The court ordered prior permission of the Heritage Conservation Committee before the actual start of the construction work
New Delhi: The Supreme Court on Tuesday by a majority judgment of 2:1 gave its nod to Prime Minister Narendra Modi’s ambitious Rs 20,000 crore project for the construction of a new Parliament building and the redevelopment of the Central Vista.
In his dissenting verdict, Justice Sanjiv Khanna held the project was "bad in law" in terms of land use for two reasons. "There is no intelligible disclosure of public participation and no prior approval of the heritage conservation committee," the judge said.
In their 432-page majority judgment, Justice A.M. Khanwilkar speaking for himself and also Justice Dinesh Maheshwari said that the government's decision to change the land use for the project and the environment clearance by the ministry of environment and forests (MoEF) was “just, proper and in accordance with law.”
A batch of petitions had challenged the plan for demolition of old structures and new construction, including a new Parliament building in approximately 86 acres of land in the heart of the national capital.
Apart from the change in land use, and the manner and procedure adopted for making the changes in the Central Vista precincts The petitioners had argued that there were irregularities in the process that involved the approval of the design, clearance on monetary allocations, and the tendering processes, other regulatory clearances on environment and from local municipal bodies.
Holding that there was no “infirmity” in the grant of “no objection” by the Central Vista Committee, “approval” by the Delhi Urban Art Commission and the “prior approval” by the Heritage Conservation Committee, the majority judgment said, “We further hold that the exercise of power by the Central government under Section 11A(2) of the DDA Act, 1957, is just and proper and thus the modifications regarding change in land use… vide impugned notification dated 20.3.2020 stands confirmed.”
However the court ordered prior permission of the Heritage Conservation Committee before the actual start of the construction work, and not just at the incipient stage of planning and formalisation.
The court that disposed of eight petitions challenging the project, however, ordered setting up of the smog towers of adequate capacity as an integral part of the new Parliament building and use of smog guns at the construction site throughout the construction phase.
It also directed the MoEF to install the smog towers in all future major development projects, including those relating to government buildings, townships or even private ones, particularly in cities with a bad track record of air quality.
In his 179-page dissenting judgment Justice Sanjiv Khanna quashed the notification of March 20, 2020, on changes in the land use of six plots in the Central Vista, noting the petitioners' main grievance that the project was hurried without proper public consultation, and ordering fresh public scrutiny.
Justice Khanna ordered the Centre to "put in public domain on the web, intelligible and adequate information along with drawings, layout plans, with explanatory memorandum, etc. within a period of seven days,” issue advertisement in the print media within seven days and allow suggestions and objections with four weeks, mentioning date, time and place of the public hearing by the Heritage Conservation Committee.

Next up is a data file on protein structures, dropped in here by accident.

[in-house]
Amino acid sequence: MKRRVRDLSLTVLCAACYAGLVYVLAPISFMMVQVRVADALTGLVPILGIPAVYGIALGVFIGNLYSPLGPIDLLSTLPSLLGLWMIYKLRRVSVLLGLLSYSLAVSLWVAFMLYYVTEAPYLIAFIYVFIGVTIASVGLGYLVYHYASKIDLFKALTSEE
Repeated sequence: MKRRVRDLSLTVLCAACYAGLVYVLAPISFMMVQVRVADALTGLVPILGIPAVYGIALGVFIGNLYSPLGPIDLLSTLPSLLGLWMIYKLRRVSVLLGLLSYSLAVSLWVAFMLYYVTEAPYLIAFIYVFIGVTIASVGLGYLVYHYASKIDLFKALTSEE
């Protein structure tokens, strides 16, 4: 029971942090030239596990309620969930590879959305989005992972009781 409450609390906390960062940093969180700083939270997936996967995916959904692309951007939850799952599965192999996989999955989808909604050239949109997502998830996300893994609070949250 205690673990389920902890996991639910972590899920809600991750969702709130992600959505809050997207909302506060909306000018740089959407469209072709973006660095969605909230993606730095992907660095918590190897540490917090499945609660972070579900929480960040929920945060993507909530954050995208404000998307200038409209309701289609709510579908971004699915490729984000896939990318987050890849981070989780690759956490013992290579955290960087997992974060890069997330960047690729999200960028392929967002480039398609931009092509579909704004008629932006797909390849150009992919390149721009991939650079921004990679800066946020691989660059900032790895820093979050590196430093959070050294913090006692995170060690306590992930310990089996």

“Heritage Conservation Committee would pass a speaking order setting out reasons for the conclusions”, Justice Khanna said in his dissenting judgment.
The petitioners Rajeev Suri, some retired bureaucrats and eminent people had moved the top court challenging change in land use and other permissions, including environment and heritage clearances.
The majority judgment noted that the objective of the project is to create a larger working space for efficient functioning of the highest legislative wing – Parliament — of the country and for integrated administrative block for ministries that are presently spread out at different locations, including on rental basis.
It noted that the Parliament House building, which is a 93-year-old Grade-I heritage structure commissioned in 1927, does not meet the requirements to accommodate an increasing number of MPs and its Central Hall, with a seating capacity of only 440 persons, falls short of the need to accommodate MPs of both the Houses during a joint session. Also, the structure falls short of fire, water and electricity safety norms, posing a grave security risk to MPs and staff.
The new Parliament building is to be constructed with futuristic approach, with the House of People (Lok Sabha) being three times the size of the present chamber besides other constructions in the Parliament complex.
The project also envisages housing of all the 51 ministries in 10 buildings with an integrated complex, with underground transit connectivity.
Expressing the need for urgent completion of the project, it has been stated by the government that the new Parliament meeting the needs of vibrant Indian democracy shall symbolise the 75th Independence Day of the country in 2022 as well as the G20 Summit to be hosted by India in the same year.
The common Central secretariat with all ministries in a single location for efficiency and synergy in functioning and redevelopment of the Central Vista as a world class public space and venue for national and international events were other factors cited by the government to change the face of what is today known as "Lutyens' Bungalow Zone".